Network models to evaluate reproducibility in biomedical research
_or, The Future of Science

The traditional way to publish scientific work is to write a narrative describing the performed experiments and related conclusions. Nowadays, the pressures for funding and journal impact factor generate a vicious circle promoting, at the very least, an increase in the minimum number of relevant findings required for publication and the over-stretching of claims. As a consequence, the problem of reproducibility in science has surged to the attention of the media, including The New York Times and The Wall Street Journal.

This situation has already generated several disadvantages for authors, funding bodies and research institutes:

  1. Only a small fraction of the experimental workflow is actually published, creating data loss and underestimation of the labor done by research fellows;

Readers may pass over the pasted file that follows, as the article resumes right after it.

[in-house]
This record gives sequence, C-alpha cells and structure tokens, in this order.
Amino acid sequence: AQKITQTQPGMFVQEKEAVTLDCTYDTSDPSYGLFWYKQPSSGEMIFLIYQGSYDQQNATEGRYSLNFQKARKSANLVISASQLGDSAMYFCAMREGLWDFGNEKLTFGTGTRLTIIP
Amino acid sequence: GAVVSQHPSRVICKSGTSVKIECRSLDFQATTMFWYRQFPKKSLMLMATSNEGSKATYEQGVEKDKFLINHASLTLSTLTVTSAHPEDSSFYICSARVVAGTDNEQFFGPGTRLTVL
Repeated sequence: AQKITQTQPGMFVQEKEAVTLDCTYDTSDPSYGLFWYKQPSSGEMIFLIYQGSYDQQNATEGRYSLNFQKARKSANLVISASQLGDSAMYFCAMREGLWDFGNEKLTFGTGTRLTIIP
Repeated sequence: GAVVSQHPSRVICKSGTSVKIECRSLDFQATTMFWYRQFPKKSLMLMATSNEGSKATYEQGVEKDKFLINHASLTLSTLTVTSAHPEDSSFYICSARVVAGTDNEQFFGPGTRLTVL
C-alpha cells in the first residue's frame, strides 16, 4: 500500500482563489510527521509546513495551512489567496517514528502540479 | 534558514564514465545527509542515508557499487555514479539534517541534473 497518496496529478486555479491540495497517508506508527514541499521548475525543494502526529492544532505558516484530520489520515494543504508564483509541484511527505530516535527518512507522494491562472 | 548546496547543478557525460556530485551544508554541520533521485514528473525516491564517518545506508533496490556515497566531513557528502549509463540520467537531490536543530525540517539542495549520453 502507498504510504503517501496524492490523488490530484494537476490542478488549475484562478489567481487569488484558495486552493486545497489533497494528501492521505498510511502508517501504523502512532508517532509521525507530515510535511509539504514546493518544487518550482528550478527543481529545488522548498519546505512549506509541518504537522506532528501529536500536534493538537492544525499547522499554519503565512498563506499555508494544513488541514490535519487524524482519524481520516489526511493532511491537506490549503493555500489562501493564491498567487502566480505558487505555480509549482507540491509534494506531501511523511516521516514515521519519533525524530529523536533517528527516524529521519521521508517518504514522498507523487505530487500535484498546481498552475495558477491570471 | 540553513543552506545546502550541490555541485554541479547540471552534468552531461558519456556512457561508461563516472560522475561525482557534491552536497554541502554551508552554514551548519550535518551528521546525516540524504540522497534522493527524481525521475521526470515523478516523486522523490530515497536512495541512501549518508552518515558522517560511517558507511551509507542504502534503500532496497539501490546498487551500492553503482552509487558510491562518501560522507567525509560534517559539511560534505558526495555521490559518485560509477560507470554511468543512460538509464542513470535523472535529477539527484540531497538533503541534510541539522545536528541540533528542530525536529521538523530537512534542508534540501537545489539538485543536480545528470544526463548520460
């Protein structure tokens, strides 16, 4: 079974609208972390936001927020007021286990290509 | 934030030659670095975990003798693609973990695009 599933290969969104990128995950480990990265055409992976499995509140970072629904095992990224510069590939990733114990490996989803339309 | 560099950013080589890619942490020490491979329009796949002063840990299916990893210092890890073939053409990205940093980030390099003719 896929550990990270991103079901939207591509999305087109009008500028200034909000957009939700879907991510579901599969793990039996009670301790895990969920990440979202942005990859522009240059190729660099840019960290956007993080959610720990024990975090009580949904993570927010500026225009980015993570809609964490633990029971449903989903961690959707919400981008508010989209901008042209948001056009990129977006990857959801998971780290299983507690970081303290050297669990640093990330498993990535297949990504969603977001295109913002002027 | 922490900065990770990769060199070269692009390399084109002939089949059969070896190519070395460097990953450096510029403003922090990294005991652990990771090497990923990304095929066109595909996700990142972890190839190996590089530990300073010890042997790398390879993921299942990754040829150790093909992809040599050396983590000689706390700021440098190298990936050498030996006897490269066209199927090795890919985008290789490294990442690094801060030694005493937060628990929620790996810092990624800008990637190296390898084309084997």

2. Pressure to publish novel data decreases reproducibility and increases the amount of unconfirmed work;

  3. New technologies, usually developed at the start of a research project, are only published years later, slowing down scientific progress;

  4. Disconnect between funding and publication: research is often funded when most of the work is already done by using grant money from past proposals;

  5. Research papers become increasingly complex and specialized, forcing the peer review process to a black and white decision;

  6. Lack of metrics assessing the quality and reproducibility of research.